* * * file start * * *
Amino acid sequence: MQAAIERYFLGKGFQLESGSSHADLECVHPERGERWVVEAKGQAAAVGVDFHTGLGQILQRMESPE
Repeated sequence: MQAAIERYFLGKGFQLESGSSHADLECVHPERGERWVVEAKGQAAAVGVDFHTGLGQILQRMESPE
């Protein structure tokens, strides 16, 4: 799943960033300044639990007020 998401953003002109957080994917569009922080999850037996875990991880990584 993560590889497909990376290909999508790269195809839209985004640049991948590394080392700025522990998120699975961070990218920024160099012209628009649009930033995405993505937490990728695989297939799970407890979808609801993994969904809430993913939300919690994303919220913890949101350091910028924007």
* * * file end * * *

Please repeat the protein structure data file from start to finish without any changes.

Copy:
Amino acid sequence: MQAAIERYFLGKGFQLESGSSHADLECVHPERGERWVVEAKGQAAAVGVDFHTGLGQILQRMESPE
Repeated sequence: MQAAIERYFLGKGFQLESGSSHADLECVHPERGERWVVEAKGQAAAVGVDFHTGLGQILQRMESPE
């Protein structure tokens, strides 16, 4: 799943960033300044639990007020 998401953003002109957080994917569009922080999850037996875990991880990584 993560590889497909990376290909999508790269195809839209985004640049991948590394080392700025522990998120699975961070990218920024160099012209628009649009930033995405993505937490990728695989297939799970407890979808609801993994969904809430993913939300919690994303919220913890949101350091910028924007």